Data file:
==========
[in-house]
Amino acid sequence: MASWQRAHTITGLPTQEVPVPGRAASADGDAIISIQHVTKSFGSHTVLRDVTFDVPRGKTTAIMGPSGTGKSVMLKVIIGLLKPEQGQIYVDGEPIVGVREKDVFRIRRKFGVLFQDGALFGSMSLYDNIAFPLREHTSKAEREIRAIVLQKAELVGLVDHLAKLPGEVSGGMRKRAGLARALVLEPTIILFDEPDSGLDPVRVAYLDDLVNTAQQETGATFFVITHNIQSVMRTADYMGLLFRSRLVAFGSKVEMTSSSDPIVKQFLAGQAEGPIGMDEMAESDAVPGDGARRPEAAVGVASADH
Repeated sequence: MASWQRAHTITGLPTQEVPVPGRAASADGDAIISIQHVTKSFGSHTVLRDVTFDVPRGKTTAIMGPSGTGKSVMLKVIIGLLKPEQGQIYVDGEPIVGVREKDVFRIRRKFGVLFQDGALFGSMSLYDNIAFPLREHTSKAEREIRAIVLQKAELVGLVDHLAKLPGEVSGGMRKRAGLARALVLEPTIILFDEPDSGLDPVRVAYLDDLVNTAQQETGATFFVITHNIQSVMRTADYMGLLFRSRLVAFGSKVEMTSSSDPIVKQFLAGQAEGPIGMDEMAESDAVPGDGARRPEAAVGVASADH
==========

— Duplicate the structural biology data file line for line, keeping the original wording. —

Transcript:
[in-house]
Amino acid sequence: MASWQRAHTITGLPTQEVPVPGRAASADGDAIISIQHVTKSFGSHTVLRDVTFDVPRGKTTAIMGPSGTGKSVMLKVIIGLLKPEQGQIYVDGEPIVGVREKDVFRIRRKFGVLFQDGALFGSMSLYDNIAFPLREHTSKAEREIRAIVLQKAELVGLVDHLAKLPGEVSGGMRKRAGLARALVLEPTIILFDEPDSGLDPVRVAYLDDLVNTAQQETGATFFVITHNIQSVMRTADYMGLLFRSRLVAFGSKVEMTSSSDPIVKQFLAGQAEGPIGMDEMAESDAVPGDGARRPEAAVGVASADH
Repeated sequence: MASWQRAHTITGLPTQEVPVPGRAASADGDAIISIQHVTKSFGSHTVLRDVTFDVPRGKTTAIMGPSGTGKSVMLKVIIGLLKPEQGQIYVDGEPIVGVREKDVFRIRRKFGVLFQDGALFGSMSLYDNIAFPLREHTSKAEREIRAIVLQKAELVGLVDHLAKLPGEVSGGMRKRAGLARALVLEPTIILFDEPDSGLDPVRVAYLDDLVNTAQQETGATFFVITHNIQSVMRTADYMGLLFRSRLVAFGSKVEMTSSSDPIVKQFLAGQAEGPIGMDEMAESDAVPGDGARRPEAAVGVASADH